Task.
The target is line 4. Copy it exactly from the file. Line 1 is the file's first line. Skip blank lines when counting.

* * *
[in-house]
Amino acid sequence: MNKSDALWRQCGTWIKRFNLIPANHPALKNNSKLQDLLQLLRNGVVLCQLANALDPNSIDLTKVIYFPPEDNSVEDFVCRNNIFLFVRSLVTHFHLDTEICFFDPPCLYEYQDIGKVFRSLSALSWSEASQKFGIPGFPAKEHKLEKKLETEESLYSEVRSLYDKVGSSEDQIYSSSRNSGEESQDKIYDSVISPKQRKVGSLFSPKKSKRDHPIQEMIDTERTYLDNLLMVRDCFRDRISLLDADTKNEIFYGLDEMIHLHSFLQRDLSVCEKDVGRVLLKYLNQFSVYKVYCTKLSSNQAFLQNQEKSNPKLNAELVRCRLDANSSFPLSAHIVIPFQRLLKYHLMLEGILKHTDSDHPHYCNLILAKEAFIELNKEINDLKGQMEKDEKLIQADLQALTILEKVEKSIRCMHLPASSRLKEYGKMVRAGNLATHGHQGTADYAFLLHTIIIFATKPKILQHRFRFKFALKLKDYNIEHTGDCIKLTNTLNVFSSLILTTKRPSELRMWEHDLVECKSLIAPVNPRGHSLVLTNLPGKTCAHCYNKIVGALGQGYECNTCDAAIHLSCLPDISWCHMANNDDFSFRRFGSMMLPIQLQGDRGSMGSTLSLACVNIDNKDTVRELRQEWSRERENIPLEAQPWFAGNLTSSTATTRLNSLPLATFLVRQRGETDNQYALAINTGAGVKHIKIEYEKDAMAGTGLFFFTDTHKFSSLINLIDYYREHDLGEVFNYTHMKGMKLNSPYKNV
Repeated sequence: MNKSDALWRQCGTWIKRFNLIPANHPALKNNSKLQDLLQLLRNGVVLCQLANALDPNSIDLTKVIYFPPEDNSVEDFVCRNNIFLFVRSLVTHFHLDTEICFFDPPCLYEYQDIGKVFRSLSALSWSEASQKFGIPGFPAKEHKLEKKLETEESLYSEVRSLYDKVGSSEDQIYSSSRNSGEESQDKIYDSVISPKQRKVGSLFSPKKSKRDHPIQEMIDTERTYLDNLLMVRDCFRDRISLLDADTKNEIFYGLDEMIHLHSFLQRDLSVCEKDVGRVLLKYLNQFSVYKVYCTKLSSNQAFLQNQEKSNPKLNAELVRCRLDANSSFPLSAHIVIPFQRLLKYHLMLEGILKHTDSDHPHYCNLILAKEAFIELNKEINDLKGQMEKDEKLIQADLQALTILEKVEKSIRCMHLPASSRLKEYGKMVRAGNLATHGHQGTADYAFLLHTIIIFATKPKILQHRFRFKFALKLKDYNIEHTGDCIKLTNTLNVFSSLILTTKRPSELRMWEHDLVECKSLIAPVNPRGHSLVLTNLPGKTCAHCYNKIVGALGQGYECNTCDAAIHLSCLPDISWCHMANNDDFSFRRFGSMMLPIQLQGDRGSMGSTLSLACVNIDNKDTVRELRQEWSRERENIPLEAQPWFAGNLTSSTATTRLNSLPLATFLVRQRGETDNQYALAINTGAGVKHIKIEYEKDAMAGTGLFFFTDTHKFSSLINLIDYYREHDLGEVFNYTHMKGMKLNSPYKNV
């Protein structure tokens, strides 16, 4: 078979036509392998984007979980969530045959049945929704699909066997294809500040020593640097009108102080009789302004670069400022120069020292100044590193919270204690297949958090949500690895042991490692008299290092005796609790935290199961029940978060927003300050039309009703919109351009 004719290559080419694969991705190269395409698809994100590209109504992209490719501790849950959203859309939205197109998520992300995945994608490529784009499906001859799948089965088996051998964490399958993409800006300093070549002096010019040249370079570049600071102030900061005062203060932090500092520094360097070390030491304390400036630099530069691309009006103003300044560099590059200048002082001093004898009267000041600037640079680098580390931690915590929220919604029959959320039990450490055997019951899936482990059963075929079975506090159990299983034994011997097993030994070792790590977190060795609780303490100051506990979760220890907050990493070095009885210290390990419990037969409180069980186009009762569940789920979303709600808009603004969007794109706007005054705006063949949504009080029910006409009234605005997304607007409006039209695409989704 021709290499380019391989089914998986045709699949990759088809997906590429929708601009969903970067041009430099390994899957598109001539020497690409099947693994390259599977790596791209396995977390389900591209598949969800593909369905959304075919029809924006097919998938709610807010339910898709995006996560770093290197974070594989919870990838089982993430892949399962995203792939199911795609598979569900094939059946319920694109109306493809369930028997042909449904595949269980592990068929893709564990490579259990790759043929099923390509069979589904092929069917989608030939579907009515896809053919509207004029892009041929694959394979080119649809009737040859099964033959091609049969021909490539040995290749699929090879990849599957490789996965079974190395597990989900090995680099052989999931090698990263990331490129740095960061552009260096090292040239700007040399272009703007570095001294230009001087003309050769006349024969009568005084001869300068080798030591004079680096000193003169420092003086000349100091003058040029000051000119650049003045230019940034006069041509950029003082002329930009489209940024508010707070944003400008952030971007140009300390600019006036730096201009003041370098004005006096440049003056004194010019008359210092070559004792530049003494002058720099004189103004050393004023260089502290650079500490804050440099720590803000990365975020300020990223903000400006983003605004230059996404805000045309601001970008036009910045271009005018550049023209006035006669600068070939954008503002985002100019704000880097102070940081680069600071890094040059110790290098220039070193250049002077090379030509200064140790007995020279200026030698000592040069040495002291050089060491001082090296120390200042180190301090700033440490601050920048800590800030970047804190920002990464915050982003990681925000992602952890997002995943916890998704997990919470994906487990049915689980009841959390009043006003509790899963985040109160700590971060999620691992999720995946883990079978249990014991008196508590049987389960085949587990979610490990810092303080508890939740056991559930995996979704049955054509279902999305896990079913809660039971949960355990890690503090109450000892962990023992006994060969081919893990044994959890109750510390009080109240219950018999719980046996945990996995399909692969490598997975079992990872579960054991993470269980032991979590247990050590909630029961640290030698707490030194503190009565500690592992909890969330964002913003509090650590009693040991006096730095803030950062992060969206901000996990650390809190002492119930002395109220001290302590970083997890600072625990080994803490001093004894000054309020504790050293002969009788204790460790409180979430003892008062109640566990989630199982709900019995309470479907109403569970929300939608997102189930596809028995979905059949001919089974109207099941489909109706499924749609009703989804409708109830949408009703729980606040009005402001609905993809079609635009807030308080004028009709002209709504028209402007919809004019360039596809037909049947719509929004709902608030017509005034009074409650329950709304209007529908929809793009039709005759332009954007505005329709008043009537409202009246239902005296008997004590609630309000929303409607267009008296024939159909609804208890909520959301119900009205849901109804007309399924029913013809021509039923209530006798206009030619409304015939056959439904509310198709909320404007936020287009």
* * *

């Protein structure tokens, strides 16, 4: 078979036509392998984007979980969530045959049945929704699909066997294809500040020593640097009108102080009789302004670069400022120069020292100044590193919270204690297949958090949500690895042991490692008299290092005796609790935290199961029940978060927003300050039309009703919109351009 004719290559080419694969991705190269395409698809994100590209109504992209490719501790849950959203859309939205197109998520992300995945994608490529784009499906001859799948089965088996051998964490399958993409800006300093070549002096010019040249370079570049600071102030900061005062203060932090500092520094360097070390030491304390400036630099530069691309009006103003300044560099590059200048002082001093004898009267000041600037640079680098580390931690915590929220919604029959959320039990450490055997019951899936482990059963075929079975506090159990299983034994011997097993030994070792790590977190060795609780303490100051506990979760220890907050990493070095009885210290390990419990037969409180069980186009009762569940789920979303709600808009603004969007794109706007005054705006063949949504009080029910006409009234605005997304607007409006039209695409989704 021709290499380019391989089914998986045709699949990759088809997906590429929708601009969903970067041009430099390994899957598109001539020497690409099947693994390259599977790596791209396995977390389900591209598949969800593909369905959304075919029809924006097919998938709610807010339910898709995006996560770093290197974070594989919870990838089982993430892949399962995203792939199911795609598979569900094939059946319920694109109306493809369930028997042909449904595949269980592990068929893709564990490579259990790759043929099923390509069979589904092929069917989608030939579907009515896809053919509207004029892009041929694959394979080119649809009737040859099964033959091609049969021909490539040995290749699929090879990849599957490789996965079974190395597990989900090995680099052989999931090698990263990331490129740095960061552009260096090292040239700007040399272009703007570095001294230009001087003309050769006349024969009568005084001869300068080798030591004079680096000193003169420092003086000349100091003058040029000051000119650049003045230019940034006069041509950029003082002329930009489209940024508010707070944003400008952030971007140009300390600019006036730096201009003041370098004005006096440049003056004194010019008359210092070559004792530049003494002058720099004189103004050393004023260089502290650079500490804050440099720590803000990365975020300020990223903000400006983003605004230059996404805000045309601001970008036009910045271009005018550049023209006035006669600068070939954008503002985002100019704000880097102070940081680069600071890094040059110790290098220039070193250049002077090379030509200064140790007995020279200026030698000592040069040495002291050089060491001082090296120390200042180190301090700033440490601050920048800590800030970047804190920002990464915050982003990681925000992602952890997002995943916890998704997990919470994906487990049915689980009841959390009043006003509790899963985040109160700590971060999620691992999720995946883990079978249990014991008196508590049987389960085949587990979610490990810092303080508890939740056991559930995996979704049955054509279902999305896990079913809660039971949960355990890690503090109450000892962990023992006994060969081919893990044994959890109750510390009080109240219950018999719980046996945990996995399909692969490598997975079992990872579960054991993470269980032991979590247990050590909630029961640290030698707490030194503190009565500690592992909890969330964002913003509090650590009693040991006096730095803030950062992060969206901000996990650390809190002492119930002395109220001290302590970083997890600072625990080994803490001093004894000054309020504790050293002969009788204790460790409180979430003892008062109640566990989630199982709900019995309470479907109403569970929300939608997102189930596809028995979905059949001919089974109207099941489909109706499924749609009703989804409708109830949408009703729980606040009005402001609905993809079609635009807030308080004028009709002209709504028209402007919809004019360039596809037909049947719509929004709902608030017509005034009074409650329950709304209007529908929809793009039709005759332009954007505005329709008043009537409202009246239902005296008997004590609630309000929303409607267009008296024939159909609804208890909520959301119900009205849901109804007309399924029913013809021509039923209530006798206009030619409304015939056959439904509310198709909320404007936020287009």